Today's lesson is looking at bicycle gears as an application problem for direct and inverse variations. I bring in my bike and put it on a stand so that it's easy to rotate the pedals and have the wheels turn. I give them the following handout (because I learned last year that it takes some students a really long time to copy down a table and that wasn't the best use of their class time even though it was more friendly to our budget).
This turns out to be an inverse variation. We then leave the rear sprocket alone and change the front sprocket, and then do the same thing.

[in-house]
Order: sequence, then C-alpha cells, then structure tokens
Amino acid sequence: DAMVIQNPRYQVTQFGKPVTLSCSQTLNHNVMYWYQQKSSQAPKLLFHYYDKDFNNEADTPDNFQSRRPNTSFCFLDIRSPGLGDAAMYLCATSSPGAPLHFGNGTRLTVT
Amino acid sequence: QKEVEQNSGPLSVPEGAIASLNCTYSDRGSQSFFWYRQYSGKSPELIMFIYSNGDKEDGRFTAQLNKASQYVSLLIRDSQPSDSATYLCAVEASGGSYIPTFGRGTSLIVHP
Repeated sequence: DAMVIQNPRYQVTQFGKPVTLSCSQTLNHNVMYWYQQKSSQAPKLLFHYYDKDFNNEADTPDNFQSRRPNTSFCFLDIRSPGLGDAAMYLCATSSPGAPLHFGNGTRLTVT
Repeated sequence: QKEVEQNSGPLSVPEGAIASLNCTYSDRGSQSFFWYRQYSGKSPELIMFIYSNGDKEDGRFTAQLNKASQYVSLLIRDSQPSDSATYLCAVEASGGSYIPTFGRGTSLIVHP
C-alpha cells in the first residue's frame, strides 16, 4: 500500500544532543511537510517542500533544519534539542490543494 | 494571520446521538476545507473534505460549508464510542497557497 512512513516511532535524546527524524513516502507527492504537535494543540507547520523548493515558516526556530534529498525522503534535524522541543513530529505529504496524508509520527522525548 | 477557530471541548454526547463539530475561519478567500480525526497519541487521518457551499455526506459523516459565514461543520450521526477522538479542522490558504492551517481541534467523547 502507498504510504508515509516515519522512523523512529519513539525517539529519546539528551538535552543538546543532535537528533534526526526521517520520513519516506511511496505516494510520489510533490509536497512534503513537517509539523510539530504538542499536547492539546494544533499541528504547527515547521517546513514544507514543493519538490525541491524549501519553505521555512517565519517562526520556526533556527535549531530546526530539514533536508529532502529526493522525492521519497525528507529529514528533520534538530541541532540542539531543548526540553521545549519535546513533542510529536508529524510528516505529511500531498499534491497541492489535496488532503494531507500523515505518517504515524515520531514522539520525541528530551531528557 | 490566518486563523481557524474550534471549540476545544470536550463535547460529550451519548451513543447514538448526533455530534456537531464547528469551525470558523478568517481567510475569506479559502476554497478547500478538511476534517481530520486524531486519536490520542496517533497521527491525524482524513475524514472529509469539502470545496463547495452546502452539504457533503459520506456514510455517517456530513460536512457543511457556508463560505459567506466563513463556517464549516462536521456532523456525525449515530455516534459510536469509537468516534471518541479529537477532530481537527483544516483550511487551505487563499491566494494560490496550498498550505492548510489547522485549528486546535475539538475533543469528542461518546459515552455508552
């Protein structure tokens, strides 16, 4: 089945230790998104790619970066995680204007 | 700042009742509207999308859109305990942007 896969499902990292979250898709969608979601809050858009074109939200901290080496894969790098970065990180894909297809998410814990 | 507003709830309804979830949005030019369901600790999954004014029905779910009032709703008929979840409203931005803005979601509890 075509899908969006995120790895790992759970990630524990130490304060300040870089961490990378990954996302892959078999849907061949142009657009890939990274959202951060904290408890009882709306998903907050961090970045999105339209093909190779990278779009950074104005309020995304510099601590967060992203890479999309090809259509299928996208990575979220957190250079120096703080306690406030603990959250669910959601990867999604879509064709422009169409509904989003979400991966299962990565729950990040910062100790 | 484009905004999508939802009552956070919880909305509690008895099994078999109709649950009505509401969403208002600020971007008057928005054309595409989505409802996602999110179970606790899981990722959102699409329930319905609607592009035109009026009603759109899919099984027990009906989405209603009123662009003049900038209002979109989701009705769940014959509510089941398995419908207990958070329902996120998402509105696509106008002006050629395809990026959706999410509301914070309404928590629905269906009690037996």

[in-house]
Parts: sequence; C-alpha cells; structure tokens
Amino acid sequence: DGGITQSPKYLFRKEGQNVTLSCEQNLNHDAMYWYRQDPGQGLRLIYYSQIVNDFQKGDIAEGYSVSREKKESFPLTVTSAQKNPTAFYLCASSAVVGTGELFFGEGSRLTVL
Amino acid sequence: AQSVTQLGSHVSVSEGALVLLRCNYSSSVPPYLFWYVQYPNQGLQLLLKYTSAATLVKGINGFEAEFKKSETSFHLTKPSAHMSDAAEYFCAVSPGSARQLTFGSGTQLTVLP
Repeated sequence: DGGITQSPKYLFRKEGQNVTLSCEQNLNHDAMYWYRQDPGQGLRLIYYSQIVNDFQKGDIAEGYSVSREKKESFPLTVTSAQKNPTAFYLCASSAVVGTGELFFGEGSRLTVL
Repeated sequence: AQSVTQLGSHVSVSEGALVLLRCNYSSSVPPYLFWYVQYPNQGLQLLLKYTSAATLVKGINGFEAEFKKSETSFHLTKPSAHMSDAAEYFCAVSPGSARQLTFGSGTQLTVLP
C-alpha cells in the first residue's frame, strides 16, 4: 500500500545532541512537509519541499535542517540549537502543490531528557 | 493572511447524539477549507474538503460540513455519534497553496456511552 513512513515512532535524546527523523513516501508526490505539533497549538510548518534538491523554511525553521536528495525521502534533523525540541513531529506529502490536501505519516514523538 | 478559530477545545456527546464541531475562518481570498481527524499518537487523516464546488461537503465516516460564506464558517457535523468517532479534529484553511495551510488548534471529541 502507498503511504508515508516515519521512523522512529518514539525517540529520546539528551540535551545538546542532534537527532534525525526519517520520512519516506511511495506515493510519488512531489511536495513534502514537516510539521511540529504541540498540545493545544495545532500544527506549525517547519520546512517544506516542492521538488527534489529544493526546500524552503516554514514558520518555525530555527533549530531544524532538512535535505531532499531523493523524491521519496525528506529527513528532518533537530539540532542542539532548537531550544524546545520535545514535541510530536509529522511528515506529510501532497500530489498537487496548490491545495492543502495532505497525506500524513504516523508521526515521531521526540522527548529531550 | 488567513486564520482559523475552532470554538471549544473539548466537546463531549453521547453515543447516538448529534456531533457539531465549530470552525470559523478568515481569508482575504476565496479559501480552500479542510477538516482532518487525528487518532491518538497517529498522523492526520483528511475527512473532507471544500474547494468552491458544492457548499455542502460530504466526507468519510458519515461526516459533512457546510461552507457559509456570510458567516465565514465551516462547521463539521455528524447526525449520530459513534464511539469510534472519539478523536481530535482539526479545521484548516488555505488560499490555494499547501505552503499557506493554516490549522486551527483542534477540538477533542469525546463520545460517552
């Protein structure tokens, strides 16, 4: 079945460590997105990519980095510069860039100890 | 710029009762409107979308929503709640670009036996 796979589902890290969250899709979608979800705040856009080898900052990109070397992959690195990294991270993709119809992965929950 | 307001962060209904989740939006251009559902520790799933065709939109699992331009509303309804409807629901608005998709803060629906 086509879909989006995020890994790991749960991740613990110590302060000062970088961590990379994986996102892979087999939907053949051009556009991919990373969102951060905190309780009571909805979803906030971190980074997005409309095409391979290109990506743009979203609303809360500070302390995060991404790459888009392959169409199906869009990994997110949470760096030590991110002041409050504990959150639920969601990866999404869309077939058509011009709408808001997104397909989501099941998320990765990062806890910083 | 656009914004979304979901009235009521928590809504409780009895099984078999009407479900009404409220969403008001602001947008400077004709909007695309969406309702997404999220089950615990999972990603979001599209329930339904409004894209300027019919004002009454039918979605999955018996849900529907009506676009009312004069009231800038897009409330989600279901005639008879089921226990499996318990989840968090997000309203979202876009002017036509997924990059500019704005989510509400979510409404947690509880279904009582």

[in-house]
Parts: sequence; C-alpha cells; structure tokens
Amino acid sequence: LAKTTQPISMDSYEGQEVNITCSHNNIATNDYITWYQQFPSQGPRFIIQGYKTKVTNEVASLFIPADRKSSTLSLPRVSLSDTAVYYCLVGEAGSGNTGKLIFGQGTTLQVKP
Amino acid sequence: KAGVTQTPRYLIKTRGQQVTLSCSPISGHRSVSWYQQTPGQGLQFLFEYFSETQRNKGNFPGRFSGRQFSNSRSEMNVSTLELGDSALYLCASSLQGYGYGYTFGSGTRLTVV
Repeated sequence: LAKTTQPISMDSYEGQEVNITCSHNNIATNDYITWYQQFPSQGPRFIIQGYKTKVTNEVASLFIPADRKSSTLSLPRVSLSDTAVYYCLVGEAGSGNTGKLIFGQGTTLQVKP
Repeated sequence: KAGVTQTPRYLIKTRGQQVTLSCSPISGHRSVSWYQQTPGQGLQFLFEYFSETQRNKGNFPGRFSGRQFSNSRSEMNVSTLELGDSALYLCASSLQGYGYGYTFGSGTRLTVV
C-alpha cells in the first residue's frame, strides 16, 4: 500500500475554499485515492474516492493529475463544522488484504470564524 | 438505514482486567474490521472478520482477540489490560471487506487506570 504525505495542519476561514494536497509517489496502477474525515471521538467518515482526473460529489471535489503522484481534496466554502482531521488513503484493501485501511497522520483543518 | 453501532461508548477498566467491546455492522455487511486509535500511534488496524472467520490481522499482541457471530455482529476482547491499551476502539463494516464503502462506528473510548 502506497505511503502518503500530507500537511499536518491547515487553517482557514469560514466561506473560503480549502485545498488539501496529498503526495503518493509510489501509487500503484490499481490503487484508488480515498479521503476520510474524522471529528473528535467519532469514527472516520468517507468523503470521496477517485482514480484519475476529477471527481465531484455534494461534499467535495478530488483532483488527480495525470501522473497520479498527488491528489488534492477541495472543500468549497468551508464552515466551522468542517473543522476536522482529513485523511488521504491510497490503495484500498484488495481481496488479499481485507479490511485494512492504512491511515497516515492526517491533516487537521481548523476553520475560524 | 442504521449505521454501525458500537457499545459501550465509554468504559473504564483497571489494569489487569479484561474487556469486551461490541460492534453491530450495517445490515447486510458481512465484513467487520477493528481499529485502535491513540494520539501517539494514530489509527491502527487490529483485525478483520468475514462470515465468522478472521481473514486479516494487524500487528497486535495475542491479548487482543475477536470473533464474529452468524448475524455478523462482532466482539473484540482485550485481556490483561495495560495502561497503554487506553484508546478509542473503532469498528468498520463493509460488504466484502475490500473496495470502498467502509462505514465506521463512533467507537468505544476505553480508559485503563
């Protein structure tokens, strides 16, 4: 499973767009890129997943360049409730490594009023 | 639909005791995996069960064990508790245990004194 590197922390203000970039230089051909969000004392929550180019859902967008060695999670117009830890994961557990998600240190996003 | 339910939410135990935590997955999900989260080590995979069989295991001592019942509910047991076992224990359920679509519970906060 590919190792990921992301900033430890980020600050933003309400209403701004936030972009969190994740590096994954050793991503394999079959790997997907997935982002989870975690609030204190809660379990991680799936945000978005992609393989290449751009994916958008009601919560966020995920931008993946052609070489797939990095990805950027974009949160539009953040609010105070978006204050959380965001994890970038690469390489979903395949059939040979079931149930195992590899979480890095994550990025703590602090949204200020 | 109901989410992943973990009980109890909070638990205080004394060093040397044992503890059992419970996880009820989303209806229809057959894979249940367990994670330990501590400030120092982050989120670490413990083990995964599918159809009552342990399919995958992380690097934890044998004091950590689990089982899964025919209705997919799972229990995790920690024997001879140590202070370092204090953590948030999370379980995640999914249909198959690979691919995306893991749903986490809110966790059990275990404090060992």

In 2005 Lance Armstrong won the Tour de France for a record seventh time. Over the course of the race, his mean (average) speed was 41.7 km/h.I really like this activity, but last year I felt like the students didn't really "get" it completely. I've simplified a few things and provided them the table (which gives us some extra time), so I'm hoping that helps, but I'm open to any brilliant suggestions on how to make sure they understand it.
a) Find his mean (average) speed in ft/sec.
b) It took him 86 hours, 15 minutes and 2 seconds to complete the Tour de France. How many feet did he go?
If you're interested in cycling, then you might be interested in these videos - The Science of Cycling (part 1, part 2, part 3).